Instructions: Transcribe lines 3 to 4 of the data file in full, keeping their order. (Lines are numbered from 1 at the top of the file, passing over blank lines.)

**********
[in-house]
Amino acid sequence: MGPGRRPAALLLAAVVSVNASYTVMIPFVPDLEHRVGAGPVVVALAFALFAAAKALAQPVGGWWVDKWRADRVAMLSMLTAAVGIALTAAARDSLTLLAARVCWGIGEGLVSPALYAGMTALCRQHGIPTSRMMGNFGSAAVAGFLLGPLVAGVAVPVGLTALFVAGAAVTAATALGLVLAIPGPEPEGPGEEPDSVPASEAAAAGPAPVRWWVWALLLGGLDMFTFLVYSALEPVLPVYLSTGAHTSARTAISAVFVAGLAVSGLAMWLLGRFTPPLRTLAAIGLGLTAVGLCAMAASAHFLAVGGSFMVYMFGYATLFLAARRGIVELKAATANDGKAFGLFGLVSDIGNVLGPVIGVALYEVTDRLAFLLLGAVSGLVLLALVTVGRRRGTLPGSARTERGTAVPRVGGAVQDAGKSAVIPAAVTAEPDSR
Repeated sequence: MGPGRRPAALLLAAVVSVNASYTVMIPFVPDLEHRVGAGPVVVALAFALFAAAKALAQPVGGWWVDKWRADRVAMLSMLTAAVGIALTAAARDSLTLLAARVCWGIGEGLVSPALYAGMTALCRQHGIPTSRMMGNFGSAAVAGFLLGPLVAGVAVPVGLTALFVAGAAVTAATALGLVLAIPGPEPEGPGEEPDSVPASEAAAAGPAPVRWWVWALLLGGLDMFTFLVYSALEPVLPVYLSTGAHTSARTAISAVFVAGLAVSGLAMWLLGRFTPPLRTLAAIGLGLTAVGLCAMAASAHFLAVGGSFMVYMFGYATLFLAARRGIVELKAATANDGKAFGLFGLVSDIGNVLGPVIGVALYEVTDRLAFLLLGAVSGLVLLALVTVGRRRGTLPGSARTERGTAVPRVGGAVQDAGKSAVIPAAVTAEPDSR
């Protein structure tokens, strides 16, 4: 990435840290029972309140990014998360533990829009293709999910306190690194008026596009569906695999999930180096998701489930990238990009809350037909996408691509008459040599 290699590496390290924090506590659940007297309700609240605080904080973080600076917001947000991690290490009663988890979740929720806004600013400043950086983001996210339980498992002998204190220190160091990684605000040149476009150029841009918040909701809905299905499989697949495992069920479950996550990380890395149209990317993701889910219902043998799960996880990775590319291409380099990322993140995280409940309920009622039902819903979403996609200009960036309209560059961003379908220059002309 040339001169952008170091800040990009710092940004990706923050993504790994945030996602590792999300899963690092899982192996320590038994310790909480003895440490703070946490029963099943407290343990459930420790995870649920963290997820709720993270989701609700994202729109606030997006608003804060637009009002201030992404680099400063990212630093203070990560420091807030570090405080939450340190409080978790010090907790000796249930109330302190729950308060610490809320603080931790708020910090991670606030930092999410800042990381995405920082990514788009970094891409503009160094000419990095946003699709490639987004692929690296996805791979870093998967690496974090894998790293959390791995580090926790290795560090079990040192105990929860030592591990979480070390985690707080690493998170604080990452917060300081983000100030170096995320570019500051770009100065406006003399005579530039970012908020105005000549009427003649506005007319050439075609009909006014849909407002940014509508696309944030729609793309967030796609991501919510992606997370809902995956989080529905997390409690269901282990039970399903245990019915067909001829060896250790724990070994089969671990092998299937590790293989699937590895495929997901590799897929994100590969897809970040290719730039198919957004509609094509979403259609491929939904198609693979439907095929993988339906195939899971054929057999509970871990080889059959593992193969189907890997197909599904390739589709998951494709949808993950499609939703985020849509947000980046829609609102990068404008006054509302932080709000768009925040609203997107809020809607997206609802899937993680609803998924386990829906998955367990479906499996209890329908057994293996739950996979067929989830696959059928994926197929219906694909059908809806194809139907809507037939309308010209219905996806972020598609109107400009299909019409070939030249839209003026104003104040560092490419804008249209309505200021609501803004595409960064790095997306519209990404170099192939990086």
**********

Repeated sequence: MGPGRRPAALLLAAVVSVNASYTVMIPFVPDLEHRVGAGPVVVALAFALFAAAKALAQPVGGWWVDKWRADRVAMLSMLTAAVGIALTAAARDSLTLLAARVCWGIGEGLVSPALYAGMTALCRQHGIPTSRMMGNFGSAAVAGFLLGPLVAGVAVPVGLTALFVAGAAVTAATALGLVLAIPGPEPEGPGEEPDSVPASEAAAAGPAPVRWWVWALLLGGLDMFTFLVYSALEPVLPVYLSTGAHTSARTAISAVFVAGLAVSGLAMWLLGRFTPPLRTLAAIGLGLTAVGLCAMAASAHFLAVGGSFMVYMFGYATLFLAARRGIVELKAATANDGKAFGLFGLVSDIGNVLGPVIGVALYEVTDRLAFLLLGAVSGLVLLALVTVGRRRGTLPGSARTERGTAVPRVGGAVQDAGKSAVIPAAVTAEPDSR
């Protein structure tokens, strides 16, 4: 990435840290029972309140990014998360533990829009293709999910306190690194008026596009569906695999999930180096998701489930990238990009809350037909996408691509008459040599 290699590496390290924090506590659940007297309700609240605080904080973080600076917001947000991690290490009663988890979740929720806004600013400043950086983001996210339980498992002998204190220190160091990684605000040149476009150029841009918040909701809905299905499989697949495992069920479950996550990380890395149209990317993701889910219902043998799960996880990775590319291409380099990322993140995280409940309920009622039902819903979403996609200009960036309209560059961003379908220059002309 040339001169952008170091800040990009710092940004990706923050993504790994945030996602590792999300899963690092899982192996320590038994310790909480003895440490703070946490029963099943407290343990459930420790995870649920963290997820709720993270989701609700994202729109606030997006608003804060637009009002201030992404680099400063990212630093203070990560420091807030570090405080939450340190409080978790010090907790000796249930109330302190729950308060610490809320603080931790708020910090991670606030930092999410800042990381995405920082990514788009970094891409503009160094000419990095946003699709490639987004692929690296996805791979870093998967690496974090894998790293959390791995580090926790290795560090079990040192105990929860030592591990979480070390985690707080690493998170604080990452917060300081983000100030170096995320570019500051770009100065406006003399005579530039970012908020105005000549009427003649506005007319050439075609009909006014849909407002940014509508696309944030729609793309967030796609991501919510992606997370809902995956989080529905997390409690269901282990039970399903245990019915067909001829060896250790724990070994089969671990092998299937590790293989699937590895495929997901590799897929994100590969897809970040290719730039198919957004509609094509979403259609491929939904198609693979439907095929993988339906195939899971054929057999509970871990080889059959593992193969189907890997197909599904390739589709998951494709949808993950499609939703985020849509947000980046829609609102990068404008006054509302932080709000768009925040609203997107809020809607997206609802899937993680609803998924386990829906998955367990479906499996209890329908057994293996739950996979067929989830696959059928994926197929219906694909059908809806194809139907809507037939309308010209219905996806972020598609109107400009299909019409070939030249839209003026104003104040560092490419804008249209309505200021609501803004595409960064790095997306519209990404170099192939990086």